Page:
The Food Animal Committee from the Michigan Veterinarian Medical Association will continue to drive conversations and hold meetings on the topic with stakeholders. In the meantime, Averill said he is confident that the agriculture industry will rise to the occasion.
“I really see these recent changes and initiatives as an opportunity for agriculture to step up to the plate and demonstrate that we are using our antibiotics prudently and in a way to maintain animal health and well-being while making sure we have a safe, wholesome product for consumers,”Averill said.
Because a significant amount of meat consumed in the United States is imported, many have voiced concern that similar measures as those employed by the FDA need to be taken to keep the food supply safe here and in other countries as well.
Solomon is optimistic that strides are under way in the United States to help improve the antibiotic resistance situation.
“When bacteria are exposed to antibiotics, they inevitably take an evolutionary step toward developing resistance,” he said. “We can’t risk compromising the effectiveness of the antibiotics we have right now through overuse and inappropriate use. Any step that makes us more judicious in our use of antibiotics —whether it’s in human medicine, veterinary medicine or agriculture — is a step in the right direction, and we need to be moving toward better antibiotic use in all of those areas. At the same time, it shouldn’t have to be one sector against the other.”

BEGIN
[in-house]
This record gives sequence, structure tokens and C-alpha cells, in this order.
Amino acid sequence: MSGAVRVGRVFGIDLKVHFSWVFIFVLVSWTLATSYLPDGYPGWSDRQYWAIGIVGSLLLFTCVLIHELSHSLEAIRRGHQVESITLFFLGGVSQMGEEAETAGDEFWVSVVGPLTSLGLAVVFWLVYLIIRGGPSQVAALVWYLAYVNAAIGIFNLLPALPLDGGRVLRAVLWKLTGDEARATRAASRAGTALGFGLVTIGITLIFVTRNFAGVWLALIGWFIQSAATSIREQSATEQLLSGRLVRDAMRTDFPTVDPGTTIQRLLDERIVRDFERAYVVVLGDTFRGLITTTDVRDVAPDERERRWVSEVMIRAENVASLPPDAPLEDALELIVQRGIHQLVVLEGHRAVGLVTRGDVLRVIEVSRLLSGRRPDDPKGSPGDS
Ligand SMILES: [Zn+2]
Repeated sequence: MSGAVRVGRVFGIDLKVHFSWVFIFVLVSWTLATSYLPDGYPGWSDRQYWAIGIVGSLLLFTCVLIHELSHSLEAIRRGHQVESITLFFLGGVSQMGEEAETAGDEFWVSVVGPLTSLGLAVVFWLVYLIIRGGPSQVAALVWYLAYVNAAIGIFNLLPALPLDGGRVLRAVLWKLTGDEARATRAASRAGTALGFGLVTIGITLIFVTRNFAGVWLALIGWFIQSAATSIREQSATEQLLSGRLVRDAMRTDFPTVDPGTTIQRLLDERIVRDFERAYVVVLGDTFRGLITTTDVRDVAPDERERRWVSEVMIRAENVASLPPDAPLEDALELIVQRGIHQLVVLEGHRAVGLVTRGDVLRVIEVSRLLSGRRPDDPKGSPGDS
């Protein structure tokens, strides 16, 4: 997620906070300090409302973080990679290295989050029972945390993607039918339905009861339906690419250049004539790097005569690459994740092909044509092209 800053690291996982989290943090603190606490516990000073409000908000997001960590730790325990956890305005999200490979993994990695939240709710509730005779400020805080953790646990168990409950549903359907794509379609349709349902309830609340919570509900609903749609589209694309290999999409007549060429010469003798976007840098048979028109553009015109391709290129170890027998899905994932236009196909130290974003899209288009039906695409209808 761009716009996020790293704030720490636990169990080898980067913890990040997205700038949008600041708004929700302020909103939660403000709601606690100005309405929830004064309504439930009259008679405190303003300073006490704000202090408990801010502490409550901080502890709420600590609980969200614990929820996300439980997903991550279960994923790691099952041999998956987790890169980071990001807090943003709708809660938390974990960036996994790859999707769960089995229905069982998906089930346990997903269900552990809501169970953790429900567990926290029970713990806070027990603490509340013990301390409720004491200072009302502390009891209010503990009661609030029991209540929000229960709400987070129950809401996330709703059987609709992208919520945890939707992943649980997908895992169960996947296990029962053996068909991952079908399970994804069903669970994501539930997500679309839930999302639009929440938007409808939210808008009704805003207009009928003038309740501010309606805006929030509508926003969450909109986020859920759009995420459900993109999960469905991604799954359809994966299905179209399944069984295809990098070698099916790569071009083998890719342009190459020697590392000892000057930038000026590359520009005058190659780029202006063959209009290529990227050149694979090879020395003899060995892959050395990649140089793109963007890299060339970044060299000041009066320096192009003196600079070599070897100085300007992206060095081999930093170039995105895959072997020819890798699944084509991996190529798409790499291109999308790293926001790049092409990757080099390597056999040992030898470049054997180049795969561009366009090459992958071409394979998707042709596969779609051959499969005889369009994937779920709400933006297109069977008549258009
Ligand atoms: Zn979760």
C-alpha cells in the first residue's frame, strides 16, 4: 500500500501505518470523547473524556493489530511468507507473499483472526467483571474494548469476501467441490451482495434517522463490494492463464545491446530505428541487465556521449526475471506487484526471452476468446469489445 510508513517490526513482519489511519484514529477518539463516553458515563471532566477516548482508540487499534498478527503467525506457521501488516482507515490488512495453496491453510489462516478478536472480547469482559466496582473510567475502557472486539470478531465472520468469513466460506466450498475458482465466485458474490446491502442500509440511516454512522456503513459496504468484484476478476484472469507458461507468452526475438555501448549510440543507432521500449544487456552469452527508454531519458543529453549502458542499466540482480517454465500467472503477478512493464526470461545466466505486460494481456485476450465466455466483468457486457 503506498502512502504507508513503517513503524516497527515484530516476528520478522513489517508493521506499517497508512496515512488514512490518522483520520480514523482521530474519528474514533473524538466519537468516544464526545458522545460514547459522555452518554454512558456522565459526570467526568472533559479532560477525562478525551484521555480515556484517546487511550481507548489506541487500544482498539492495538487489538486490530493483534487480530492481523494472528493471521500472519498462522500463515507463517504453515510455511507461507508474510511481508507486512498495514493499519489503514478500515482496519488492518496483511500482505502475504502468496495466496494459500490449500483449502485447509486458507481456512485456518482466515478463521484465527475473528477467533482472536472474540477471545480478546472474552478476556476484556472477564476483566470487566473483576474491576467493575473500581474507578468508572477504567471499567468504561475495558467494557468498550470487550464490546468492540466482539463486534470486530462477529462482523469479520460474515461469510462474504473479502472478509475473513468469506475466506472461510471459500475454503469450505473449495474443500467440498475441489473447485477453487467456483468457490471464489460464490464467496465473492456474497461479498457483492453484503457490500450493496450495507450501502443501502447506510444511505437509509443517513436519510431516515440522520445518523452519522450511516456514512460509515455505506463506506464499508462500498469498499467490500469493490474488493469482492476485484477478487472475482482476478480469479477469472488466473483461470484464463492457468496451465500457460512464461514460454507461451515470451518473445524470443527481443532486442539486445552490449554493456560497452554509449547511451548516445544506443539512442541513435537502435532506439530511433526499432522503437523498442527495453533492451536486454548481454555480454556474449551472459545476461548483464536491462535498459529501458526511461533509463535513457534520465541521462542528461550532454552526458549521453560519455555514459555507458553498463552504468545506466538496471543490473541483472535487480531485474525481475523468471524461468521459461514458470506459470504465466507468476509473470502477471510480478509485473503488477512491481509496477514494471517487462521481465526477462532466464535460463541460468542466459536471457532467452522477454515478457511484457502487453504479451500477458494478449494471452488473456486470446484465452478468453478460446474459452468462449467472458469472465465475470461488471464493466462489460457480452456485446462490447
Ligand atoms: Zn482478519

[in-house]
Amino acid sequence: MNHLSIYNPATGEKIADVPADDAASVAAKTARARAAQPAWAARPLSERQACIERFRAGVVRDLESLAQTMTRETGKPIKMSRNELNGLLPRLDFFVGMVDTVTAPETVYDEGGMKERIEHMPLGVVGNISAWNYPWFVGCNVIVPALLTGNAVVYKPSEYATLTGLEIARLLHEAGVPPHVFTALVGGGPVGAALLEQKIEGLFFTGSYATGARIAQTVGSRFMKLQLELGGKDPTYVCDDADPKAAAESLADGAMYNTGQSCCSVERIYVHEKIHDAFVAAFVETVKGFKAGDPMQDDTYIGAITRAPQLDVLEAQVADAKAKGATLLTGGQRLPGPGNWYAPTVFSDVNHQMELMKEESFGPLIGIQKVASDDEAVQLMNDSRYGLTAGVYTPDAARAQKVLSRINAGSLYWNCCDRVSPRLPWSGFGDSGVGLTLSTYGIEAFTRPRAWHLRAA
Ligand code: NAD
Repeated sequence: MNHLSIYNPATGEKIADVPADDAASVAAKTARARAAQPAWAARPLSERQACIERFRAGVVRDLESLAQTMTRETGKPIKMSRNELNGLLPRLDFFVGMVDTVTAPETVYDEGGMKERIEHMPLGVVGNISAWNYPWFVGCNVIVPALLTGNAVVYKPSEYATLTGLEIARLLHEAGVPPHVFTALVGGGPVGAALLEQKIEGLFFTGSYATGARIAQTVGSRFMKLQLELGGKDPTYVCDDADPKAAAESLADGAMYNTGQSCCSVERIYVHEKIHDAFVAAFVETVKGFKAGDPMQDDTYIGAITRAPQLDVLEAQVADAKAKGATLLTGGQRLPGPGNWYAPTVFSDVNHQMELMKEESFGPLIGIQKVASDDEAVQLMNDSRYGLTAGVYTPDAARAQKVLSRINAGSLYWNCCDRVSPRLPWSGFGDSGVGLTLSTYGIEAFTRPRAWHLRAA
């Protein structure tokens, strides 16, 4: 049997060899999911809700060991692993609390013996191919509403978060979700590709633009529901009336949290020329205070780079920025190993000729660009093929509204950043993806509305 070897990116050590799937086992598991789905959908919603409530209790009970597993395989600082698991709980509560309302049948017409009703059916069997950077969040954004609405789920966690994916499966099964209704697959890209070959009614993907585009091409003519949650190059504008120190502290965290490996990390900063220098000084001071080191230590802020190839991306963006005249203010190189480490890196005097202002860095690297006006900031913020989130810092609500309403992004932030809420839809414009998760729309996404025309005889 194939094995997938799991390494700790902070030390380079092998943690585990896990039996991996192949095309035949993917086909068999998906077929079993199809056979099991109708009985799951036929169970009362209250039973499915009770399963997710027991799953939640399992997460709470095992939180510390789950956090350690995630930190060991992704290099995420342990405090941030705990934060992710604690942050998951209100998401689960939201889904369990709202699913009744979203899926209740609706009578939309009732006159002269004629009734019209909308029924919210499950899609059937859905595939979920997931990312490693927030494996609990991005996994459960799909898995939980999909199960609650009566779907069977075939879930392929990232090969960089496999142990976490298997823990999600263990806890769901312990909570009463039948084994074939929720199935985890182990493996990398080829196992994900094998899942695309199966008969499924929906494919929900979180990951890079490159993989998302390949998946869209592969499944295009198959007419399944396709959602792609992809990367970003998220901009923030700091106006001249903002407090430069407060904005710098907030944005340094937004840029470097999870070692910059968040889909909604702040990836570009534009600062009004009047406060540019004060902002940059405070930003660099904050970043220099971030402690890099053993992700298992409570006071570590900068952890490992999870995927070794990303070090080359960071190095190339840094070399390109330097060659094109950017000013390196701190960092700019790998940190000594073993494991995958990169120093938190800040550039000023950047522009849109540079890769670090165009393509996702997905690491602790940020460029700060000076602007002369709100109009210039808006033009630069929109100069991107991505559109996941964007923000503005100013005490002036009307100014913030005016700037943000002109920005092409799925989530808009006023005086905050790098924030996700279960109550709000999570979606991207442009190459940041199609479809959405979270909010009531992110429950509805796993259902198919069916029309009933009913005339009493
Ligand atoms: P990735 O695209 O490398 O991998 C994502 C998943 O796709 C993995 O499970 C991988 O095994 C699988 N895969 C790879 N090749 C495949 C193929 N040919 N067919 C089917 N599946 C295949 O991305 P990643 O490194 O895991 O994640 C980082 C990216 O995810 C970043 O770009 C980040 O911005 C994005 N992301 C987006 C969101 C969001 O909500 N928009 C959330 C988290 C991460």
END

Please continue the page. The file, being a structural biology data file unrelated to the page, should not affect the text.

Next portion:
For the past decade or so, antibiotic resistance has outpaced new drug development, a trend that experts agree must be reversed. The twofold solution, according to Solomon, is to work on the development of new antibiotics while at the same time taking steps to slow down the development of new resistance.
“We’re never going to stop resistance, but by slowing it down significantly we can give ourselves more time for development of new antibiotics,” Solomon added. “And that will be our solution.”
This article was published in Futures, a magazine produced twice per year by Michigan State University AgBioResearch. To view past issues of Futures, visit www.futuresmagazine.msu.edu. For more information, email Holly Whetstone, editor, at firstname.lastname@example.org or call 517-355-0123.